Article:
The Internal Revenue Service released its enforcement results for fiscal year 2005.

IRS Commissioner Mark W. Everson, noting that he is at the mid-point of his five-year term heading up the agency, said that the IRS is continuing to work towards three goals -- better serving the taxpayers, continuing modernization and enhancing enforcement activities.

For the fiscal year ended Sept. 30, Everson said that enforcement revenues, the funds being received from the IRS collection, examination and document matching activities, are up by 10 percent, to a record $47.3 billion. He also said that individual returns audited increased by over 20 percent, to 1.2 million in 2004. Audits of individuals with incomes over $100,000 also surpassed 221,000 -- the highest figure in 10 years, though Everson said that the coverage rate in this category, at 1.58 percent, is still too low.

Everson also noted that in the past year:

  • Audits of small businesses organized as corporations turned up after years of decline. 17,867 were completed in 2005, compared to 7,294 a year earlier;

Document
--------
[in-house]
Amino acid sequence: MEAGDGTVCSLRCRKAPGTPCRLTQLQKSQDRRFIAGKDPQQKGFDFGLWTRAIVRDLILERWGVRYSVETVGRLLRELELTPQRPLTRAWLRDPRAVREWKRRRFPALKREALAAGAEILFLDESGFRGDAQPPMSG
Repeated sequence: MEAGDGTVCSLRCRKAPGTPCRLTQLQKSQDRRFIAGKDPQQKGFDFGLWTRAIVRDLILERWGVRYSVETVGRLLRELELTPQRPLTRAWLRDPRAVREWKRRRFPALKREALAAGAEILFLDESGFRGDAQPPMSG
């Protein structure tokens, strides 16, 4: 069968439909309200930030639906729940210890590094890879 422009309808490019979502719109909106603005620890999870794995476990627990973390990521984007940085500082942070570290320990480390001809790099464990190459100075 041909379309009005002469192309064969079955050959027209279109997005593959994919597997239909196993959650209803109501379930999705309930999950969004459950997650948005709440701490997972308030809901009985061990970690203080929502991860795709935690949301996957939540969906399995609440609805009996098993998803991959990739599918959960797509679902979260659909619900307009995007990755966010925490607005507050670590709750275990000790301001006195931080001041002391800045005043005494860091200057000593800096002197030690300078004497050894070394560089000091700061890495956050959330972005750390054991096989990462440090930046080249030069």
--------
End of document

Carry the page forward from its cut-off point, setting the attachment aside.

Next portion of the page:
• Audits of larger corporations, those with assets over $10 million, also increased, up 14 percent from a year ago, to 10,878;
  • For the first time, over half of all individual returns were filed electronically; and,
  • The agency's toll-free tax law accuracy hit a high of 89 percent, and customer satisfaction with the IRS's toll-free service was a record 95 percent.

Register or login for access to this item and much more

All Accounting Today content is archived after seven days.

Community members receive:
  • All recent and archived articles
  • Conference offers and updates
  • A full menu of enewsletter options
  • Web seminars, white papers, ebooks

Don't have an account? Register for Free Unlimited Access